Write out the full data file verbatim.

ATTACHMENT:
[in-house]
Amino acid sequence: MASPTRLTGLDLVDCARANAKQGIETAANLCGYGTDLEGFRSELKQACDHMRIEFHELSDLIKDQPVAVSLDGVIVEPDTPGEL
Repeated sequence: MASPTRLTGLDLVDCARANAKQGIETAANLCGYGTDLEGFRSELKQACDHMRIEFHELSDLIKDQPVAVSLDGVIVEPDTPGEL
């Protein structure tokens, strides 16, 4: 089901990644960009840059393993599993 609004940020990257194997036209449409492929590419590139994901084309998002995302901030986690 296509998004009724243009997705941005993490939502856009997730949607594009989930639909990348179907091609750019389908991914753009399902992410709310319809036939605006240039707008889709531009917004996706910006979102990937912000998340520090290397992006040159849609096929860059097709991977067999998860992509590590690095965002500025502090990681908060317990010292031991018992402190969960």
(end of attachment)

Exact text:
[in-house]
Amino acid sequence: MASPTRLTGLDLVDCARANAKQGIETAANLCGYGTDLEGFRSELKQACDHMRIEFHELSDLIKDQPVAVSLDGVIVEPDTPGEL
Repeated sequence: MASPTRLTGLDLVDCARANAKQGIETAANLCGYGTDLEGFRSELKQACDHMRIEFHELSDLIKDQPVAVSLDGVIVEPDTPGEL
């Protein structure tokens, strides 16, 4: 089901990644960009840059393993599993 609004940020990257194997036209449409492929590419590139994901084309998002995302901030986690 296509998004009724243009997705941005993490939502856009997730949607594009989930639909990348179907091609750019389908991914753009399902992410709310319809036939605006240039707008889709531009917004996706910006979102990937912000998340520090290397992006040159849609096929860059097709991977067999998860992509590590690095965002500025502090990681908060317990010292031991018992402190969960």